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F(g(x)) chain rule help

  1. May 4, 2008 #1
    ok so f(g(x)) = x, for all x.

    f(3)=8
    f'(3)=9

    what are the values of g(8) and g'(8)

    ok, so g(8) = 3

    because f(g(8)) must equal 8, and f(3) = 8, so g(x) must equal three.

    however, i have NO idea how to do g'(x)

    i was thinking of using the chain rule, but this gets me nowhere..help!!

    f'(g(x))*g'(x) = 8 ?? is this correct?? then wouldnt g'(x) = 1 ??
     
    Last edited: May 4, 2008
  2. jcsd
  3. May 4, 2008 #2

    Vid

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    chain rule
     
  4. May 4, 2008 #3

    HallsofIvy

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    What fiziksfun wrote in his last line is the chain rule, not the product rule.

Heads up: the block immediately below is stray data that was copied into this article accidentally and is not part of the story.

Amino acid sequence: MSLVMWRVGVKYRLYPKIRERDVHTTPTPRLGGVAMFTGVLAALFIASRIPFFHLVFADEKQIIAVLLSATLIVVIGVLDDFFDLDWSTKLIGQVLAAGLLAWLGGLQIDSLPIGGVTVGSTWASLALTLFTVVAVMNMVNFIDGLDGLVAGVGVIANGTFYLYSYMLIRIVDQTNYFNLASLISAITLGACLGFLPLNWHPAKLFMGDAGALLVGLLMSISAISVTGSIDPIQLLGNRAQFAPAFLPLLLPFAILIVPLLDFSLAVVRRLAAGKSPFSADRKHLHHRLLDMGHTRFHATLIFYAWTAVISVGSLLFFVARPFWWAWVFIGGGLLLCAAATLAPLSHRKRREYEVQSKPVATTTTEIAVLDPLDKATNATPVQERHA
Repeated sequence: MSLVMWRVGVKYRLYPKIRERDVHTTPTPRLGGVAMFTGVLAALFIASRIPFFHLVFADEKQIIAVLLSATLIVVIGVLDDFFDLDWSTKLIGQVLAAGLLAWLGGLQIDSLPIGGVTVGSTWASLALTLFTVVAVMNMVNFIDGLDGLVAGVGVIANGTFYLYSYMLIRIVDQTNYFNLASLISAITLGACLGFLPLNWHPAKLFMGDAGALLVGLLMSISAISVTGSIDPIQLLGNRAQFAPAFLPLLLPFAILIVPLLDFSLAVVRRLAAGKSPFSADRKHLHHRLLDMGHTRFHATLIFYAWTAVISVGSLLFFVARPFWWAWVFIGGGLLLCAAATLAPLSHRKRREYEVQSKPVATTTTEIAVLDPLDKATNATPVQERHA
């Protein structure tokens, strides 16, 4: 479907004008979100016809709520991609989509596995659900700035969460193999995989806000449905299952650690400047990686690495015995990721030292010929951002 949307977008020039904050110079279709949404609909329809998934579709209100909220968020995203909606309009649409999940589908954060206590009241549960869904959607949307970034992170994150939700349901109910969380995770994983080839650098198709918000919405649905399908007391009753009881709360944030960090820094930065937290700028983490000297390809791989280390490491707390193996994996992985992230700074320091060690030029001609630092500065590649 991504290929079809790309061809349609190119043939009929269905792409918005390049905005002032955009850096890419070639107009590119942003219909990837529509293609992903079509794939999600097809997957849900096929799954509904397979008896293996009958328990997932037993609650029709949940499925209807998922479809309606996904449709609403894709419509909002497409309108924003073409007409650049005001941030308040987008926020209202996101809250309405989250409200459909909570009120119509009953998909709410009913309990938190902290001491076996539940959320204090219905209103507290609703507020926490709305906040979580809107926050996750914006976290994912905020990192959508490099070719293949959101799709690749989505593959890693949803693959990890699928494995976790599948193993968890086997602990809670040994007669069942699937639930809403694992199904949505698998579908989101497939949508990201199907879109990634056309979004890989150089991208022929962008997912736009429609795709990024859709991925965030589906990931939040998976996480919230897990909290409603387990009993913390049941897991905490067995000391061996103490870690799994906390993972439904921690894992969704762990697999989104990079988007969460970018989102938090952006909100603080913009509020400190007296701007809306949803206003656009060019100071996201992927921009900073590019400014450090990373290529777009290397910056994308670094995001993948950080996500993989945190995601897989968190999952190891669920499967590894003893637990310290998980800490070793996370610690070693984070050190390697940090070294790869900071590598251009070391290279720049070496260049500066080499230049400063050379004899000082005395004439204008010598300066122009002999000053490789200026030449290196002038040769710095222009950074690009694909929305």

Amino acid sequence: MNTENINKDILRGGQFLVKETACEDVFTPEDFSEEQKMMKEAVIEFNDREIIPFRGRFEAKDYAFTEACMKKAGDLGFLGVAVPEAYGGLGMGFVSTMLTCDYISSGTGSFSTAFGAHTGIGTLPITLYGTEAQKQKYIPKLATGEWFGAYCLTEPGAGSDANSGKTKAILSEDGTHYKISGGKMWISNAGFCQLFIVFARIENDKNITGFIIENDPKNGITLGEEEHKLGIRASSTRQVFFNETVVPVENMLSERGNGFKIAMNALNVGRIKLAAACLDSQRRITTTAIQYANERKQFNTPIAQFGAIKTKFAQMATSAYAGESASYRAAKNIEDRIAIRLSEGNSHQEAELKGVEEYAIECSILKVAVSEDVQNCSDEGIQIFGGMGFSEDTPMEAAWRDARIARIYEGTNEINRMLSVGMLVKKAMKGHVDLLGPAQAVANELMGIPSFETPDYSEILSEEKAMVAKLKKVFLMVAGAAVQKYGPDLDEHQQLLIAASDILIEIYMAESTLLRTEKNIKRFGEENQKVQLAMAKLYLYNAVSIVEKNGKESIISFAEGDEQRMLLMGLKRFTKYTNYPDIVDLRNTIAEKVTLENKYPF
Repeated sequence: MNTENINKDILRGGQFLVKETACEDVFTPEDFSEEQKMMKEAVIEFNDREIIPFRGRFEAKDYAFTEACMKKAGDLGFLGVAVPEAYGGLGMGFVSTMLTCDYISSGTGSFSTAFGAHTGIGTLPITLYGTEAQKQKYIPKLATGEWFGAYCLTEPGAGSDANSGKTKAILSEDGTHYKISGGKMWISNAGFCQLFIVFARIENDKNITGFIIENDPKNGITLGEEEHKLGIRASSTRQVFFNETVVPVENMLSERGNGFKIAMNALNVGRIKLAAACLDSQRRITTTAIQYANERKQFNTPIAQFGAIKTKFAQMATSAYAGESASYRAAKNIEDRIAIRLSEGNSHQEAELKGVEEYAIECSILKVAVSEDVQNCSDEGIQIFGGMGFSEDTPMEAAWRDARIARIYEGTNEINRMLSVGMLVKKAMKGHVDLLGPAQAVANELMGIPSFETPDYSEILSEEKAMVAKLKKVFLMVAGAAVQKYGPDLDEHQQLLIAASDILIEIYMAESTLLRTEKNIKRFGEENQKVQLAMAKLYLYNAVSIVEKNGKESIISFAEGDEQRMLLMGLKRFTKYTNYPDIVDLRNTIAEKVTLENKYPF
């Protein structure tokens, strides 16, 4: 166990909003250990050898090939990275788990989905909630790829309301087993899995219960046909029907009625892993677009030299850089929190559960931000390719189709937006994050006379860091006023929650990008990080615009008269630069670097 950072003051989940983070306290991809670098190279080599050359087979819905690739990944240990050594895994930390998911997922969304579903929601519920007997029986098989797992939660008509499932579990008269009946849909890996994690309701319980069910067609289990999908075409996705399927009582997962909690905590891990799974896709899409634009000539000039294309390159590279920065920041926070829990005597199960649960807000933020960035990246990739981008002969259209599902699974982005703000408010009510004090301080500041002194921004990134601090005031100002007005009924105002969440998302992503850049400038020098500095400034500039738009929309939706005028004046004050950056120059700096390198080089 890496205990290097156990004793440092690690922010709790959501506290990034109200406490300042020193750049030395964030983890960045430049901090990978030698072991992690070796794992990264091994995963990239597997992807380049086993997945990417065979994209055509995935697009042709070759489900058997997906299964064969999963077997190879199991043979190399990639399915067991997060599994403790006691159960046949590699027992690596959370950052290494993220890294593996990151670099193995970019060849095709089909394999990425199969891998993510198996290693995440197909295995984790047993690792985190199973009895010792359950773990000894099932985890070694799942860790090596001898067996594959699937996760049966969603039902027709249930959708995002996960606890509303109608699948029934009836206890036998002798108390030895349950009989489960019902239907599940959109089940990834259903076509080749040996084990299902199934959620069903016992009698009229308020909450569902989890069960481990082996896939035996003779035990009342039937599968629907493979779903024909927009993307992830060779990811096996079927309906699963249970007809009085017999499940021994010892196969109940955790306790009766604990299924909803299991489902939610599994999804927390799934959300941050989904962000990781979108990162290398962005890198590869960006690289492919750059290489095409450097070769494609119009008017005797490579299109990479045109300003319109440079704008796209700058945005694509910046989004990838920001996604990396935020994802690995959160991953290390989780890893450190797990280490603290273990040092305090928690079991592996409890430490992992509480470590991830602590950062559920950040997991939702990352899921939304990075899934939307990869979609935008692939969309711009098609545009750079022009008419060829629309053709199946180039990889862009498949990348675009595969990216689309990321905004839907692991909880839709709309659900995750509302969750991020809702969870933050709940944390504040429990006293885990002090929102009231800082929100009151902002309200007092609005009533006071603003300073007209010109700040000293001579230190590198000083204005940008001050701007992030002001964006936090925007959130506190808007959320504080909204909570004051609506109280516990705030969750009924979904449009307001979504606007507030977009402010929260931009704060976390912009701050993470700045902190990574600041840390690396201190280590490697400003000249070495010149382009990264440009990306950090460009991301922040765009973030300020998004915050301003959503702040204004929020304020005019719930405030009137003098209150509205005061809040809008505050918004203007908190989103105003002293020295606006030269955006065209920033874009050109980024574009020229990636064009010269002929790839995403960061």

If (f(g(x))= x then f'(g(x))*g'(x)= (x)'= 1, not 8.
     
  5. May 4, 2008 #4
    the chain rule doesn't get me anywhere :[
     
  6. May 4, 2008 #5
    how do you know (x)' is equal to 1 ???
     
  7. May 4, 2008 #6

    Vid

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    Yea, I saw product rule in his post and just skipped over the symbols.
     
  8. May 4, 2008 #7
    oh wait, is it because d/dx(x) = 1 ?? YAY!!
     
  9. May 4, 2008 #8

    HallsofIvy

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    Wow, that was fast!

    I must admit that when you asked how I knew that the derivative of x was 1, I started to reach for my 2 by 4!
     
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